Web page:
# Tech Tuesday: Algorithms (Introduction)

We have covered a lot of ground in the previous Tech Tuesday posts on programming. Now it is time to return to the original definition that I provided in the introductory post, where I wrote that programming is “telling a computer what to do.” We have all the pieces we need: we have covered the syntax and semantics of programming languages; we have learned about variables and the data types they can hold; we have looked at reserved words and the control structures we can form with them; we have seend how to define functions and pass arguments to them; and in the last six posts we have encountered a variety of different data structures. So how do we put all of these together to tell the computer to do something?

What we need is to define a proper sequence of steps that leads to the desired outcome. In cooking we would call that a recipe. In programming we call it an algorithm, a word that comes from the Latin transliteration of the last name of the Persian mathematician Muḥammad ibn Mūsā al-Khwārizmī. He wrote one of the first books on Algebra and provided detailed steps for solving quadratic equations. Or as we would say today: he specified an algorithm for solving quadratic equations. It can be a big sounding word but it really is akin to a recipe. If you follow a sufficiently detailed recipe (and do it right) the food will come out (roughly) the same every time. Ditto for an algorithm.

Enough with the abstract, let’s go to a concrete example. I encountered this problem over the past weekend when I was talking to a young student taking a computer science class. Imagine you are given a sequence of integers and you are supposed to detect whether it contains an instance of the same integer at least four times in a row. So consider the following two sequences:

1 15 7 3 8 8 19 5 12 8 2 6 8 1 15 8 8 8 8 7 3 19 5 12 2 6

The first sequence contains no such instance (it has the number 8 repeated twice but that’s it). The second sequence has an instance of the number 8 repeated four times. This may seem like a contrived problem but there are actually many real world applications that have roughly this structure. Imagine for instance a production line that makes different parts and where making the same part repeatedly could be a sign of a problem with a machine that’s stuck.

Speaking of stuck, the student I was talking to was a bit stuck on some specifics of the programming language (Java) which he was supposed to use to solve this problem. I explained that it’s a better idea to first express the algorithm in plain English and only then think about implementing it in a particular language. So here is a first cut at it:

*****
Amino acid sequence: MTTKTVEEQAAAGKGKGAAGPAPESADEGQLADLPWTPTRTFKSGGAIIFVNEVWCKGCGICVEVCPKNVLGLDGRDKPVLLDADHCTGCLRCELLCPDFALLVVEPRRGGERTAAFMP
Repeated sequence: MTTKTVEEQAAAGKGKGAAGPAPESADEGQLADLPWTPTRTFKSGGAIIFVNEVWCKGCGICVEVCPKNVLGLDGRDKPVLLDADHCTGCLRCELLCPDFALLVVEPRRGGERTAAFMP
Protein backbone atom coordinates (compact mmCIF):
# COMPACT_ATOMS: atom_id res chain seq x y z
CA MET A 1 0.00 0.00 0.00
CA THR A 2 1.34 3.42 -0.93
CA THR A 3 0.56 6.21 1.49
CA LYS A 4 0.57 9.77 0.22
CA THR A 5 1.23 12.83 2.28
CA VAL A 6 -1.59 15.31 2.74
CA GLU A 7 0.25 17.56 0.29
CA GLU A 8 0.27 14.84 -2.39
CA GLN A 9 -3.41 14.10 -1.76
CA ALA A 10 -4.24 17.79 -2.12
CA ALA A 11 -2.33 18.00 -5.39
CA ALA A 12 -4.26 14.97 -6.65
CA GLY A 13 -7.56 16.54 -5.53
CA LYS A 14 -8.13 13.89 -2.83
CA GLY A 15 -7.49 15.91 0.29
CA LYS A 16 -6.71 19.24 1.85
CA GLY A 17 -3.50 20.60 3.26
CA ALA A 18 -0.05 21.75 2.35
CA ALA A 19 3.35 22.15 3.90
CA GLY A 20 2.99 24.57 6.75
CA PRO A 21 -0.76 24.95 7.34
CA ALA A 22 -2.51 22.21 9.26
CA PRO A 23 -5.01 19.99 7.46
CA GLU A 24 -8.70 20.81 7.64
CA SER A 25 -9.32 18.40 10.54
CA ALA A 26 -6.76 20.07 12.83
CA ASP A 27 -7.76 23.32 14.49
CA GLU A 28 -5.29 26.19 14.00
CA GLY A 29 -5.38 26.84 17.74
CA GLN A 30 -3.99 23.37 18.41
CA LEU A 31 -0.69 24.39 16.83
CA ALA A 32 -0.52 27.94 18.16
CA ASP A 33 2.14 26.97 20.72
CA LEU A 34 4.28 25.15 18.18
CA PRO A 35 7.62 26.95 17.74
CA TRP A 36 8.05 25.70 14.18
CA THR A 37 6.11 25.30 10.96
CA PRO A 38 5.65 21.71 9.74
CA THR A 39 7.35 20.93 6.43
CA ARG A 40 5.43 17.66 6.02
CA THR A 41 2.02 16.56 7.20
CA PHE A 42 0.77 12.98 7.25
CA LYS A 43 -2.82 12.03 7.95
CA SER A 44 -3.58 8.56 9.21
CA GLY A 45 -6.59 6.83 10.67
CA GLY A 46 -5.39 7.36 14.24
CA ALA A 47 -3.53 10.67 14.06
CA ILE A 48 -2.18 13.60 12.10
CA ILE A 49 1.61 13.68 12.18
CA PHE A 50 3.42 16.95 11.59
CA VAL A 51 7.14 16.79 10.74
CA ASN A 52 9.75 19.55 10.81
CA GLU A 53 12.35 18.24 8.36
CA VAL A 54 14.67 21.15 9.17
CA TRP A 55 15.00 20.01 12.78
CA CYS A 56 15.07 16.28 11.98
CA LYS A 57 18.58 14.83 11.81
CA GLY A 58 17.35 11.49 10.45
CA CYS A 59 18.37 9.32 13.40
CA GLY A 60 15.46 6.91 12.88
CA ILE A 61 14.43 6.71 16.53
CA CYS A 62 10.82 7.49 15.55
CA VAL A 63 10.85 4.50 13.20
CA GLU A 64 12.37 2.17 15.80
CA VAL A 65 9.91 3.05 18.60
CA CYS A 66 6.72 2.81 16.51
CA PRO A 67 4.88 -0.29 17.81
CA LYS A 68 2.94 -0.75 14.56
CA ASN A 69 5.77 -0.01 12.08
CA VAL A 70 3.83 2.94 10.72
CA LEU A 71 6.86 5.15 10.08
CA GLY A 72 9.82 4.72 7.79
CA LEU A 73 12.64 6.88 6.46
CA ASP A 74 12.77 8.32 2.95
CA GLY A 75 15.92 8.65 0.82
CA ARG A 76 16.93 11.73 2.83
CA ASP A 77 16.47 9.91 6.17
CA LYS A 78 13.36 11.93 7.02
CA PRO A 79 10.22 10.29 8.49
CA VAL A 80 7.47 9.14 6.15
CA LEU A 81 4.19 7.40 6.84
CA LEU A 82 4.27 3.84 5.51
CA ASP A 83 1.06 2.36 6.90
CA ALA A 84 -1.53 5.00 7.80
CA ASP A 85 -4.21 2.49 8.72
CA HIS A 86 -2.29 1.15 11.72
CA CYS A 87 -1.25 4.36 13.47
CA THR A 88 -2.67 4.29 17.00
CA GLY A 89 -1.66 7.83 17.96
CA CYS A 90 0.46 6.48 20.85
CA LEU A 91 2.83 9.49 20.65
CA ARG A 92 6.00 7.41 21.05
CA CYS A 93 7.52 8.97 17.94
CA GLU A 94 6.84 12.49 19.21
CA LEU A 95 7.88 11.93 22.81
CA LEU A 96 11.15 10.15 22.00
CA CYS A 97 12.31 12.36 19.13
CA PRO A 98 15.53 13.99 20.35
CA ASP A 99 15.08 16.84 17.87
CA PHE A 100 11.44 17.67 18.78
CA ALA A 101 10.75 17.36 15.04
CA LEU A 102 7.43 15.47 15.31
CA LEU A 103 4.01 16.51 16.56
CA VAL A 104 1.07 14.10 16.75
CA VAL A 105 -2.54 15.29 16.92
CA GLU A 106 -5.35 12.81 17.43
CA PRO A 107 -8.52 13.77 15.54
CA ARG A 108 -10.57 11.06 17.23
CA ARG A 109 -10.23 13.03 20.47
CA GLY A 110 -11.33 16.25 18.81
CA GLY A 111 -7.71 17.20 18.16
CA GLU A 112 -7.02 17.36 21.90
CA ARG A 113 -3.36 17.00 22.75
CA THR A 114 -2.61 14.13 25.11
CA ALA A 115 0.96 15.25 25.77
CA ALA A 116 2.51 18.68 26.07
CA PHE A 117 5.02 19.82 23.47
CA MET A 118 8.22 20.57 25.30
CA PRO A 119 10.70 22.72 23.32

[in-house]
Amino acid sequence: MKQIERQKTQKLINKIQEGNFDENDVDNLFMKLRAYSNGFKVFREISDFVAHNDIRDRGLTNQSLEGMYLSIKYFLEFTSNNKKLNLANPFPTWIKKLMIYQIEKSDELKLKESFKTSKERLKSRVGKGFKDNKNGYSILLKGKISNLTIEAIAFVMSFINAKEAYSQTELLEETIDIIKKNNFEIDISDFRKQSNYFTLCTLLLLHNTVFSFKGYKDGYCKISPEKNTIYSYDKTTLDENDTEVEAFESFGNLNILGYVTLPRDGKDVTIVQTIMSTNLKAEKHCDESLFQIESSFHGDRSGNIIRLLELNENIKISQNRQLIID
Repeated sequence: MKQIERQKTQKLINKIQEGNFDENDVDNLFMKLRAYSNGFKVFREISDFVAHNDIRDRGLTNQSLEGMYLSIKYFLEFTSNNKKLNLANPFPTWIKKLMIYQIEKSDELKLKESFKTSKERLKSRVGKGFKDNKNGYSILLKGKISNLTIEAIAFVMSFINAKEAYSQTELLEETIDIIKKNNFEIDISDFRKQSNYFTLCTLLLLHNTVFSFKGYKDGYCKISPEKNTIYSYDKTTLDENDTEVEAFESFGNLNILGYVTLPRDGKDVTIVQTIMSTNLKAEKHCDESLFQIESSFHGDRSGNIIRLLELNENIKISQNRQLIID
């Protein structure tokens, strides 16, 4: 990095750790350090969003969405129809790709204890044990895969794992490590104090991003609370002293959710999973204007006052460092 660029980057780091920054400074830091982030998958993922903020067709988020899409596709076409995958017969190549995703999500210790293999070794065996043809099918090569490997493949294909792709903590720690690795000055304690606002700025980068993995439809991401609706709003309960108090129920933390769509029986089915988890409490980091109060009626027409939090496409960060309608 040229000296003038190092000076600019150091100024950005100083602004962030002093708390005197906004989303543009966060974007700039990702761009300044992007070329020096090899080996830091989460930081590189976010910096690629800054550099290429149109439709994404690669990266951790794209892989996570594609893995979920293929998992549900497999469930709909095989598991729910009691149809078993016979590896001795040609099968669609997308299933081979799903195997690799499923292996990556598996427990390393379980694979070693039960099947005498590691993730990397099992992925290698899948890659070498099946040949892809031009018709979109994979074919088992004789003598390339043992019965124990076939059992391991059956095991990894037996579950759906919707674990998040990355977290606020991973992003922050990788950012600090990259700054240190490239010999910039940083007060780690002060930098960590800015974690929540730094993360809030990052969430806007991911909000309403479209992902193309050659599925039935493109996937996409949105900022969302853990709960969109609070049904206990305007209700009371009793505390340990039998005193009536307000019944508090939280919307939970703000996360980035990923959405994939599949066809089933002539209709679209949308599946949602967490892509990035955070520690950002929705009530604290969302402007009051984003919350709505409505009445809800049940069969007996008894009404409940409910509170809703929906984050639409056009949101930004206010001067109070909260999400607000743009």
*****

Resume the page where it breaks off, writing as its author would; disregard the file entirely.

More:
Start counting at 1. As long as the next number in the sequence is the same as the previous one keep counting up. If your count gets to four stop. If the next number is not the same as the previous one restart counting at 1.

This is probably good enough for a human to follow but lacks a fair bit of detail for translating it into computer code. This is where we start thinking about all the parts from above and how we might use them. First, we will need data structure to hold our sequence of numbers. We could use an array or a list for that. Second, we need a variable to serve as our counter. Third, we need to repeat going over the numbers until we are either done with them or the counter gets to four, so we need a loop and a conditional as our control structures. So here is a second cut at the algorithm

Put the numbers in a data structure Set counter to 1 Get the first number (which will be our previous number) While there is a next number Get the next number If the next number is the same as the previous number increment the counter Else Set counter to 1 Use the next number as the new previous number

This way of writing down the algorithm is beginning to look a lot like a computer program. But it is not written in a specific programming language. That’s a critical insight about algorithms — they are language independent recipes for getting things done. Or put differently, an algorithm like the one above can be implemented in any programming language (as long as it is Turing complete, which is true for any general purpose language).

Next Tuesday we will first fix an important omission in the algorithm above (can you state what it is?). Then we will learn about something known as pseudo code and wind up writing our first implementation (I am open to suggestions for which language to use first). In subsequent posts we will look at a bunch of different languages and learn about the performance of different algorithms.

Posted: 23rd October 2012 – Comments

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tech tuesday programming algorithms